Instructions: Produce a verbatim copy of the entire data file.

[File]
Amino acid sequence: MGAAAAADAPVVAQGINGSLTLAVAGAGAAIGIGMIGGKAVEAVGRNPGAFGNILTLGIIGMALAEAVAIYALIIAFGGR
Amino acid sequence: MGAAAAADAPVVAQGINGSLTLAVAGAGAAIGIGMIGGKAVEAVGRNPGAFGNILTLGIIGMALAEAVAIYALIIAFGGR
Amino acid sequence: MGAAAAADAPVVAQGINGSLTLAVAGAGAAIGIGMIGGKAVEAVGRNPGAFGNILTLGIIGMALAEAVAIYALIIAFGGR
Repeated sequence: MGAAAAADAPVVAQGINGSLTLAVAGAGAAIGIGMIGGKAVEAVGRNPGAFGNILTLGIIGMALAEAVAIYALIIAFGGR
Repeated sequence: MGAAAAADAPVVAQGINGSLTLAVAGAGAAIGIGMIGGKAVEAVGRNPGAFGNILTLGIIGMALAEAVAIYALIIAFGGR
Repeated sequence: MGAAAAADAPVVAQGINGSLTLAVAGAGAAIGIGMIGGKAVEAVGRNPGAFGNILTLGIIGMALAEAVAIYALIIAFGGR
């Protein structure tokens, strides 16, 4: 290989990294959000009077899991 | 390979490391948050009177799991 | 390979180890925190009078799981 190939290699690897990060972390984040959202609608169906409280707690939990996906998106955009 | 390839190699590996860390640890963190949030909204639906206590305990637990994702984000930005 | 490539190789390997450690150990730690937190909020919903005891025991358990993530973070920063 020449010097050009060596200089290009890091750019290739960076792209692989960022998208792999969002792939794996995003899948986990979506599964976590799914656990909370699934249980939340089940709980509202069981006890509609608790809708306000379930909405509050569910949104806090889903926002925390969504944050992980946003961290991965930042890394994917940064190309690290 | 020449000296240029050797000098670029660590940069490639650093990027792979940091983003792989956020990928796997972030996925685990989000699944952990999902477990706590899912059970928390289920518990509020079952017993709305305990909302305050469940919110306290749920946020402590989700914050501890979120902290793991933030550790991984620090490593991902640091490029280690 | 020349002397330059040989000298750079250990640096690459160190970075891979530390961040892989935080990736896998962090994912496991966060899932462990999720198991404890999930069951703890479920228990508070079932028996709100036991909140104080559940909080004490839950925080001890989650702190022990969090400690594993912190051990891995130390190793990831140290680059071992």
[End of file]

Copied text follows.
Amino acid sequence: MGAAAAADAPVVAQGINGSLTLAVAGAGAAIGIGMIGGKAVEAVGRNPGAFGNILTLGIIGMALAEAVAIYALIIAFGGR
Amino acid sequence: MGAAAAADAPVVAQGINGSLTLAVAGAGAAIGIGMIGGKAVEAVGRNPGAFGNILTLGIIGMALAEAVAIYALIIAFGGR
Amino acid sequence: MGAAAAADAPVVAQGINGSLTLAVAGAGAAIGIGMIGGKAVEAVGRNPGAFGNILTLGIIGMALAEAVAIYALIIAFGGR
Repeated sequence: MGAAAAADAPVVAQGINGSLTLAVAGAGAAIGIGMIGGKAVEAVGRNPGAFGNILTLGIIGMALAEAVAIYALIIAFGGR
Repeated sequence: MGAAAAADAPVVAQGINGSLTLAVAGAGAAIGIGMIGGKAVEAVGRNPGAFGNILTLGIIGMALAEAVAIYALIIAFGGR
Repeated sequence: MGAAAAADAPVVAQGINGSLTLAVAGAGAAIGIGMIGGKAVEAVGRNPGAFGNILTLGIIGMALAEAVAIYALIIAFGGR
């Protein structure tokens, strides 16, 4: 290989990294959000009077899991 | 390979490391948050009177799991 | 390979180890925190009078799981 190939290699690897990060972390984040959202609608169906409280707690939990996906998106955009 | 390839190699590996860390640890963190949030909204639906206590305990637990994702984000930005 | 490539190789390997450690150990730690937190909020919903005891025991358990993530973070920063 020449010097050009060596200089290009890091750019290739960076792209692989960022998208792999969002792939794996995003899948986990979506599964976590799914656990909370699934249980939340089940709980509202069981006890509609608790809708306000379930909405509050569910949104806090889903926002925390969504944050992980946003961290991965930042890394994917940064190309690290 | 020449000296240029050797000098670029660590940069490639650093990027792979940091983003792989956020990928796997972030996925685990989000699944952990999902477990706590899912059970928390289920518990509020079952017993709305305990909302305050469940919110306290749920946020402590989700914050501890979120902290793991933030550790991984620090490593991902640091490029280690 | 020349002397330059040989000298750079250990640096690459160190970075891979530390961040892989935080990736896998962090994912496991966060899932462990999720198991404890999930069951703890479920228990508070079932028996709100036991909140104080559940909080004490839950925080001890989650702190022990969090400690594993912190051990891995130390190793990831140290680059071992």